1. You may want to just replace certain windows in the house, to see if it’s worth it. Does it really block out much more air? Are they really easier to clean? Do they really block out much noise? etc.

    2. Thought about doing it a few years ago. Didn’t think the ROI would be worth it as in spite of what the hubby says we ain’t stayin’ here til we die, smile.
      I think a little outside noise lends character to a home, who needs to be in a bubble. Exterme noise, however, would definitely prompt me to do more. Our bedroom window is about 200 yards away from a main road (we don’t techinically live on the main) and the cars passing alon gusually doesn’t impede sleep and I’m a light sleeper, ugh. Of course tonight I will hear every car that passes until I get your article out of my head.
      We have 20+ windows I guess, if I had the spare 10K+ lying around and the noise level was high I would go for it – who wants to look at “ratty” 38 year old windows anyway?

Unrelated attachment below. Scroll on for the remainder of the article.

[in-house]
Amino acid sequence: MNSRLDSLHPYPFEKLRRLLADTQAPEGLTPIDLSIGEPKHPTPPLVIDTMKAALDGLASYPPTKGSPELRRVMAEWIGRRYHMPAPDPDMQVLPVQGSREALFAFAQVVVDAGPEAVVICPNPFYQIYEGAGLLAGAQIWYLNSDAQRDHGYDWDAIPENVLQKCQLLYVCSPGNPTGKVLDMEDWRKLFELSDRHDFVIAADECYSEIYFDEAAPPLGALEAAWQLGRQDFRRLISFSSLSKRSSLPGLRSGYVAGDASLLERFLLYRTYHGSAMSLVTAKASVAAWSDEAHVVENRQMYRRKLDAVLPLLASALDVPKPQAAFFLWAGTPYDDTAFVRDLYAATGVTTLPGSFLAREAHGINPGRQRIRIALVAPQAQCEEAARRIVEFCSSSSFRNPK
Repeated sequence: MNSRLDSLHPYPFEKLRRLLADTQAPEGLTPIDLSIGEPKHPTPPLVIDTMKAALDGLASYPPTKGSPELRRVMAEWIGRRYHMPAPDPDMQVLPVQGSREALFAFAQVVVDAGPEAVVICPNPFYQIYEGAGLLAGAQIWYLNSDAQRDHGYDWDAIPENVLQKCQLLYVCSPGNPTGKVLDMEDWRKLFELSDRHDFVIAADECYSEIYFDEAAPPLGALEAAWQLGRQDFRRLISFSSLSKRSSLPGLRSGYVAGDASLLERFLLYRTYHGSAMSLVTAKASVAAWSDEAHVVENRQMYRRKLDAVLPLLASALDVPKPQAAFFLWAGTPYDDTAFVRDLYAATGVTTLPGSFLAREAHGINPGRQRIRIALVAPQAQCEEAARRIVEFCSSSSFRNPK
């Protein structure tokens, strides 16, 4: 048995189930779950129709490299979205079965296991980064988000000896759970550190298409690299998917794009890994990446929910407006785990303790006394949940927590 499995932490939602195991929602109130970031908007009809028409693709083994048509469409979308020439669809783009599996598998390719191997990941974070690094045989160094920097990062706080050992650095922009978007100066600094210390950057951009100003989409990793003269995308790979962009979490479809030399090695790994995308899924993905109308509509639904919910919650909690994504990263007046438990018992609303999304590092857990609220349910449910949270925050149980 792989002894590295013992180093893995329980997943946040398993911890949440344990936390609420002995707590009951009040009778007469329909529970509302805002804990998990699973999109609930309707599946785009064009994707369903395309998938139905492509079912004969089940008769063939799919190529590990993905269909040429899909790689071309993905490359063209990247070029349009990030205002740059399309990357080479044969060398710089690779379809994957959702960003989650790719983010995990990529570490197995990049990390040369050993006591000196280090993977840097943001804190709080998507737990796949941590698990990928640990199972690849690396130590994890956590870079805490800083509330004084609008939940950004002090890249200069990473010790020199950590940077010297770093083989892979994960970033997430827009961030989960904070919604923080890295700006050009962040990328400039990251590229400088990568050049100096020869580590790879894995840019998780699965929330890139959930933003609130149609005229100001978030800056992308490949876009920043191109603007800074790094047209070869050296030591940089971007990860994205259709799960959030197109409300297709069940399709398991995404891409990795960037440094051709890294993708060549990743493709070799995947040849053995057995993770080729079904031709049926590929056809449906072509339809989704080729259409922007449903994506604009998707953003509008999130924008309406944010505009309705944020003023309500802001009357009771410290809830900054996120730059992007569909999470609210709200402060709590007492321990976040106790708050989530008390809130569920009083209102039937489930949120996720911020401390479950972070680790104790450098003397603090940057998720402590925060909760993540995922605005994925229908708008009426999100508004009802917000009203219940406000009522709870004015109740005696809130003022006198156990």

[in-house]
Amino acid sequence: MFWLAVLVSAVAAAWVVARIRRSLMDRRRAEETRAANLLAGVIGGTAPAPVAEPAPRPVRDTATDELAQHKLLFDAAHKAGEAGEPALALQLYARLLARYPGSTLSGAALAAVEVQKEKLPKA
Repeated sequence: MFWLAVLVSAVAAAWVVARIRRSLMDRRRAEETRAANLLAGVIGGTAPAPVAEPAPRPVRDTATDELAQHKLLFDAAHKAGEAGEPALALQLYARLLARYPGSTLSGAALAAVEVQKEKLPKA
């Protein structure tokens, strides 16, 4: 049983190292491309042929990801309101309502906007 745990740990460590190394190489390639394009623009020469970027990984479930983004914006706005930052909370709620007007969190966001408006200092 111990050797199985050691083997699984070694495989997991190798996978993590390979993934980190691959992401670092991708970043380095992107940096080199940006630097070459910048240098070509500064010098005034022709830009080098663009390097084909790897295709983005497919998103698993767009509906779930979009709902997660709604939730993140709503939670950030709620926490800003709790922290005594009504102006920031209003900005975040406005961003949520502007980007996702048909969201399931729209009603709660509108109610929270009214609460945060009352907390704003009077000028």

My two cents.

    3. My husband and I replaced our windows in 2007 on a house that is 50 years old. The wood had begun to rot around several of the windows and they were all single pane windows. We did get a quote from Home Depot to do the work and we were looking at around $8,000. Fortunately, I had an uncle who has been in the framing business since for 30+ years and he was in need of a little extra work. We hired him at $100 per window to install and we purchased the windows at Home Depot ourselves. It was the same window that Home Depot had quoted us for, but instead of paying $8,000 we paid $900 for labor and roughly $150 for each window. These are the windows that fold inside for easy cleaning. Because of the slow market, you might be able to find a handyman or builder who is willing to do the work for your if you purchase the materials and save yourself quite a bit of money.

    4. Thanks, Vin, Deb, and Jenn for the comments. I was thinking of purchasing the windows directly from the window folks, but one problem I’ve run into is that they won’t come and measure unless you install via the same window factory/dealer. And I’m not sure how much I trust my own measuring ability.